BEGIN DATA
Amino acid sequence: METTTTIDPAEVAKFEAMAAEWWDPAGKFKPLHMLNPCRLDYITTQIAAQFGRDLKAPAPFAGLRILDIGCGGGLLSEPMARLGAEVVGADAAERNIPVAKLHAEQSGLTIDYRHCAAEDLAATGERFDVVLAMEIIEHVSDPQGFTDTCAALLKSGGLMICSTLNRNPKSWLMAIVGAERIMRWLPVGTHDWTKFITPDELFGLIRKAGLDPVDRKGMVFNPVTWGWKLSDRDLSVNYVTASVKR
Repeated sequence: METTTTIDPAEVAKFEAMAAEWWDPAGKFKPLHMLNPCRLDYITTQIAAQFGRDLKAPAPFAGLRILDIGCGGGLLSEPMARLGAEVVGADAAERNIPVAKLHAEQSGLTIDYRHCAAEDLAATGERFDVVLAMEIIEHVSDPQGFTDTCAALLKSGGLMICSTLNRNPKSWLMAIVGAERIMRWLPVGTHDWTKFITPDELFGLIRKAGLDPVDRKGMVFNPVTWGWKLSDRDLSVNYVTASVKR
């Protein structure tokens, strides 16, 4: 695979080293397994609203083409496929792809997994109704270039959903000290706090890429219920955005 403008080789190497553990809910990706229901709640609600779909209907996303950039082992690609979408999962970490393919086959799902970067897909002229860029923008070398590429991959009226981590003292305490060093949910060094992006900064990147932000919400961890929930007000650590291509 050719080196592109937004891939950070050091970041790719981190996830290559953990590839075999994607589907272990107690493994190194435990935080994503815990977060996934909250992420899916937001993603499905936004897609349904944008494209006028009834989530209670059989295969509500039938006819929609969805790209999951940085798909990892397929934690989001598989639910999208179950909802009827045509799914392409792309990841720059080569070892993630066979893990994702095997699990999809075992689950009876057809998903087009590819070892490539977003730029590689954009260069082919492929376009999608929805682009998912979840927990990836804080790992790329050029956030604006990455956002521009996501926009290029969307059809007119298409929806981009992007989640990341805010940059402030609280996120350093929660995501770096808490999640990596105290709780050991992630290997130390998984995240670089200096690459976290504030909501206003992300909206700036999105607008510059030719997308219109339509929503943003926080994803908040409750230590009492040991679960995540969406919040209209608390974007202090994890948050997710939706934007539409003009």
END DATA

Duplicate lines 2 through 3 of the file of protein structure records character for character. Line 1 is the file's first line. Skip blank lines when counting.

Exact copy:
Repeated sequence: METTTTIDPAEVAKFEAMAAEWWDPAGKFKPLHMLNPCRLDYITTQIAAQFGRDLKAPAPFAGLRILDIGCGGGLLSEPMARLGAEVVGADAAERNIPVAKLHAEQSGLTIDYRHCAAEDLAATGERFDVVLAMEIIEHVSDPQGFTDTCAALLKSGGLMICSTLNRNPKSWLMAIVGAERIMRWLPVGTHDWTKFITPDELFGLIRKAGLDPVDRKGMVFNPVTWGWKLSDRDLSVNYVTASVKR
């Protein structure tokens, strides 16, 4: 695979080293397994609203083409496929792809997994109704270039959903000290706090890429219920955005 403008080789190497553990809910990706229901709640609600779909209907996303950039082992690609979408999962970490393919086959799902970067897909002229860029923008070398590429991959009226981590003292305490060093949910060094992006900064990147932000919400961890929930007000650590291509 050719080196592109937004891939950070050091970041790719981190996830290559953990590839075999994607589907272990107690493994190194435990935080994503815990977060996934909250992420899916937001993603499905936004897609349904944008494209006028009834989530209670059989295969509500039938006819929609969805790209999951940085798909990892397929934690989001598989639910999208179950909802009827045509799914392409792309990841720059080569070892993630066979893990994702095997699990999809075992689950009876057809998903087009590819070892490539977003730029590689954009260069082919492929376009999608929805682009998912979840927990990836804080790992790329050029956030604006990455956002521009996501926009290029969307059809007119298409929806981009992007989640990341805010940059402030609280996120350093929660995501770096808490999640990596105290709780050991992630290997130390998984995240670089200096690459976290504030909501206003992300909206700036999105607008510059030719997308219109339509929503943003926080994803908040409750230590009492040991679960995540969406919040209209608390974007202090994890948050997710939706934007539409003009």